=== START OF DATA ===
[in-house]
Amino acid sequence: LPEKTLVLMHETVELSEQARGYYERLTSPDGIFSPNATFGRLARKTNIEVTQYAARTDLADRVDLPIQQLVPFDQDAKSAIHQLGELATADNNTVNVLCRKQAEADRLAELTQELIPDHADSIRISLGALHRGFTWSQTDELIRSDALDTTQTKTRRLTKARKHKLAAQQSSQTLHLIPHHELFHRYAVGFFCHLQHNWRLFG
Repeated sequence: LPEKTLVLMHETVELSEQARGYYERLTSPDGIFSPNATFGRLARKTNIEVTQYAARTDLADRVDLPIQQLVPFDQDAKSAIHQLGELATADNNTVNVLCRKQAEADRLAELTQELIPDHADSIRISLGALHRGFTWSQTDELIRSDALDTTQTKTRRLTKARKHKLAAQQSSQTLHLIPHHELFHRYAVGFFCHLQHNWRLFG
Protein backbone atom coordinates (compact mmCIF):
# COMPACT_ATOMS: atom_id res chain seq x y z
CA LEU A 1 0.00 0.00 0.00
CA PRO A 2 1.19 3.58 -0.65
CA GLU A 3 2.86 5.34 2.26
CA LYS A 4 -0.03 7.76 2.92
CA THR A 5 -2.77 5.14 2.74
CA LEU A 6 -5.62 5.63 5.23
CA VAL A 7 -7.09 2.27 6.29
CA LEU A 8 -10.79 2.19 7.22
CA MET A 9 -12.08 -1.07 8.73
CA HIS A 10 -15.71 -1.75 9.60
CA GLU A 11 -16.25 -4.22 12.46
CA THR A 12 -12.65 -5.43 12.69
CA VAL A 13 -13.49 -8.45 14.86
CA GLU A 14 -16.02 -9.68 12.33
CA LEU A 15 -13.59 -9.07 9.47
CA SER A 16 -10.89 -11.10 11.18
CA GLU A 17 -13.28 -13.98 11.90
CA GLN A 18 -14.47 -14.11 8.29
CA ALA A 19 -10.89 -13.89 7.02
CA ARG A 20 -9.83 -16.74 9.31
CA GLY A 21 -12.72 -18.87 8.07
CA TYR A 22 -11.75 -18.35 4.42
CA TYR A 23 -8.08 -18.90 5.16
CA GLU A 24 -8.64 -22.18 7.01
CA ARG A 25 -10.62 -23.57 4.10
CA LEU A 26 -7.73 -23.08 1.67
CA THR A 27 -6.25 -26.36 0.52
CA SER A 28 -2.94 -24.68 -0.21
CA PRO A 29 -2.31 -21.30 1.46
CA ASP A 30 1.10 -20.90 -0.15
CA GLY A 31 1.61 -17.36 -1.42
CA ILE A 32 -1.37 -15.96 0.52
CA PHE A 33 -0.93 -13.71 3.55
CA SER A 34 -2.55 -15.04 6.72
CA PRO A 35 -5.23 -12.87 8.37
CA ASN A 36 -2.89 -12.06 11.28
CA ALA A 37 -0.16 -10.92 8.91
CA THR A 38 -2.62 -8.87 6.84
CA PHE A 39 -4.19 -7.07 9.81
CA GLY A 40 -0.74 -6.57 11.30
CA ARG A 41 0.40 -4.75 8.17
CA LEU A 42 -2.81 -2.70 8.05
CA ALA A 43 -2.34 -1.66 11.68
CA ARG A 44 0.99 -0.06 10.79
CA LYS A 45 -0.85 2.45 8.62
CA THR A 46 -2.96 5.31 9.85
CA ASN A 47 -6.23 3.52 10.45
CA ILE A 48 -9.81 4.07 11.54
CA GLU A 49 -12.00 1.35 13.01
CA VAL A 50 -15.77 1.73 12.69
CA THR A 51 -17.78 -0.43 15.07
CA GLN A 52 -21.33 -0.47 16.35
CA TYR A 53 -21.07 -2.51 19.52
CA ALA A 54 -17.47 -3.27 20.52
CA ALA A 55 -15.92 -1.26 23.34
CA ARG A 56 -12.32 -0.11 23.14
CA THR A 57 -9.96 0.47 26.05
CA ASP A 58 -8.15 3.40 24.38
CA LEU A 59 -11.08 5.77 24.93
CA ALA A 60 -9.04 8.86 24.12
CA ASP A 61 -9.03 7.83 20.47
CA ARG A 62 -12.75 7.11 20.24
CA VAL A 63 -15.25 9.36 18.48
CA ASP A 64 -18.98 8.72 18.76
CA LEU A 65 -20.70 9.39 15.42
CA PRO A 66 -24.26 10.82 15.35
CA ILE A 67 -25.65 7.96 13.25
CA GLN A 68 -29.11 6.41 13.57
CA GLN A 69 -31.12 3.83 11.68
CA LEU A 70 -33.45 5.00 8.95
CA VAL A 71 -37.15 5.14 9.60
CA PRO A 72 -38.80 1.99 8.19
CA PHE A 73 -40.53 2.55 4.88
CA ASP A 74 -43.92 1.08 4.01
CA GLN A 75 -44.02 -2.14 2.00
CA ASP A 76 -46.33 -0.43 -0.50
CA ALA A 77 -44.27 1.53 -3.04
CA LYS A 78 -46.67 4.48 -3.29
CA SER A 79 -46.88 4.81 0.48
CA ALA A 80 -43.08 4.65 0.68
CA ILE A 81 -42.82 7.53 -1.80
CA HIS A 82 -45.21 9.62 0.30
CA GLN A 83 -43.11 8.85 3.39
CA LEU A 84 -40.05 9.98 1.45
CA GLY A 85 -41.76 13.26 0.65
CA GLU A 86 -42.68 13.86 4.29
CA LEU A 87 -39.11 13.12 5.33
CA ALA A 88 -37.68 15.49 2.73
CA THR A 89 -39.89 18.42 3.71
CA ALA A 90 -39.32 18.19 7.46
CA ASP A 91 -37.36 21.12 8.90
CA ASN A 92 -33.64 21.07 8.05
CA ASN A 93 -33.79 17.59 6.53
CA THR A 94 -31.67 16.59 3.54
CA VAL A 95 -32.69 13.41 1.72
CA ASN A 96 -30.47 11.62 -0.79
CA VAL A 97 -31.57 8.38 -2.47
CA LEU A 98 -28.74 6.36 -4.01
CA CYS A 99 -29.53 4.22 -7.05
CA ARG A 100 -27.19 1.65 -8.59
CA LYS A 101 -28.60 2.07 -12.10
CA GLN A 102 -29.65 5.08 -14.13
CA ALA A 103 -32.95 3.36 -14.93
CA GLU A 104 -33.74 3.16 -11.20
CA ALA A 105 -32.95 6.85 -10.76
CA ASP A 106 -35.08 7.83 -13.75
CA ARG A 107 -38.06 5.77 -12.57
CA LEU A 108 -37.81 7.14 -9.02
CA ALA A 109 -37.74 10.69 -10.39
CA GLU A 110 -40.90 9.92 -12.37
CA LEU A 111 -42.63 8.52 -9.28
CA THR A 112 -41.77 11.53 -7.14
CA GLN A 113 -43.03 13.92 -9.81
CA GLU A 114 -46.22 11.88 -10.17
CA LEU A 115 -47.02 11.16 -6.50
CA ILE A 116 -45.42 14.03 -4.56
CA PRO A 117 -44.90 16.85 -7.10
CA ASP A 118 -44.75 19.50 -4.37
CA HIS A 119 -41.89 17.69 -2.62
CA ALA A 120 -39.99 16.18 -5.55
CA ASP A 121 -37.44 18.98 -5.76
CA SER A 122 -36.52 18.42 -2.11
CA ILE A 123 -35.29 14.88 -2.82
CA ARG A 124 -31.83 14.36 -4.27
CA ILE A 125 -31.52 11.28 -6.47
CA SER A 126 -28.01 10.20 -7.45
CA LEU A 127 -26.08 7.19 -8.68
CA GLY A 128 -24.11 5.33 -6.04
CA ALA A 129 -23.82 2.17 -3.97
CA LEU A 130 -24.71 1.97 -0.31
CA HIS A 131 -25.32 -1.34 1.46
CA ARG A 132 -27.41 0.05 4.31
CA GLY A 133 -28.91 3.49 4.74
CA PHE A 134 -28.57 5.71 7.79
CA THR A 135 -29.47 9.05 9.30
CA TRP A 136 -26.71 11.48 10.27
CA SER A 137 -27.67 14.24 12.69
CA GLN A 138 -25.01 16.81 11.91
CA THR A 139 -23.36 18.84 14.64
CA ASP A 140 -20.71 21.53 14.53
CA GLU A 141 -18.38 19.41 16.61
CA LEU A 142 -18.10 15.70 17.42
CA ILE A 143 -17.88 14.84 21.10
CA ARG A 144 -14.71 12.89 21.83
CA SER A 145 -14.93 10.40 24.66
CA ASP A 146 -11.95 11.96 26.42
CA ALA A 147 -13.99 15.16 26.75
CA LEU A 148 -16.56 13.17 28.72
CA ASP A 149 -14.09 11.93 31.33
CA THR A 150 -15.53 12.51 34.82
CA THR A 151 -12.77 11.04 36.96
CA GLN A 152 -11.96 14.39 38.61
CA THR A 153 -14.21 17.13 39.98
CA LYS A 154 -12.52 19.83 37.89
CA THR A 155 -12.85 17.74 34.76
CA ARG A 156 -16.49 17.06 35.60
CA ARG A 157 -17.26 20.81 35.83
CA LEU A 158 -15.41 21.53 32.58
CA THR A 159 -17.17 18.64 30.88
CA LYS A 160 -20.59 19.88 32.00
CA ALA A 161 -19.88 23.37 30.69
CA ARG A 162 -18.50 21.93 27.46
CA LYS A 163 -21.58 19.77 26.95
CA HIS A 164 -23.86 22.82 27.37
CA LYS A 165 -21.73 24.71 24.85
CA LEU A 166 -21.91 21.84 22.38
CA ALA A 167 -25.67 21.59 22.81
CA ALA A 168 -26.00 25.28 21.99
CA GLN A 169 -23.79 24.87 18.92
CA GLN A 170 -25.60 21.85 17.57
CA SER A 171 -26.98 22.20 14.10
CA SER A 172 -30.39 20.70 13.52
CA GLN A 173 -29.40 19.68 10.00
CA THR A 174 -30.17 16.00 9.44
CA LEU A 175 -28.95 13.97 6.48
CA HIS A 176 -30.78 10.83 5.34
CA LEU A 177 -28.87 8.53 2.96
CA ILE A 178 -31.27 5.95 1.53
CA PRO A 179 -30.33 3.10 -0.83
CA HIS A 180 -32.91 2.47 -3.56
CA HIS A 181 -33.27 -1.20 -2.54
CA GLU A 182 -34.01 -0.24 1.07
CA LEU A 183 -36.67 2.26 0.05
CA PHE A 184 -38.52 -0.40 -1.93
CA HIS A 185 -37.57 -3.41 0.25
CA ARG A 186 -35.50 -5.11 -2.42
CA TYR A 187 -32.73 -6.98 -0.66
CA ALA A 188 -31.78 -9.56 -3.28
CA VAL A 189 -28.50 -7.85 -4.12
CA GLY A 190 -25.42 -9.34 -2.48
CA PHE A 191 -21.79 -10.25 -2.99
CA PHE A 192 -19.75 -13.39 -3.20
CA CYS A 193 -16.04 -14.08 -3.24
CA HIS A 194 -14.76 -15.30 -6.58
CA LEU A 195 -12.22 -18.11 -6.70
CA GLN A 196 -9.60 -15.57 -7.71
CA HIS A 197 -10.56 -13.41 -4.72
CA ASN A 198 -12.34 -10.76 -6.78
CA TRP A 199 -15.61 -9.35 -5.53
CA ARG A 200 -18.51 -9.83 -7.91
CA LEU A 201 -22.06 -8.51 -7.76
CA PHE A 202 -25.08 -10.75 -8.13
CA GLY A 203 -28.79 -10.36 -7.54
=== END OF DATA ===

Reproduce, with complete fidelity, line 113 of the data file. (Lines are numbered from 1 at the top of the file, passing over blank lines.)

CA LEU A 108 -37.81 7.14 -9.02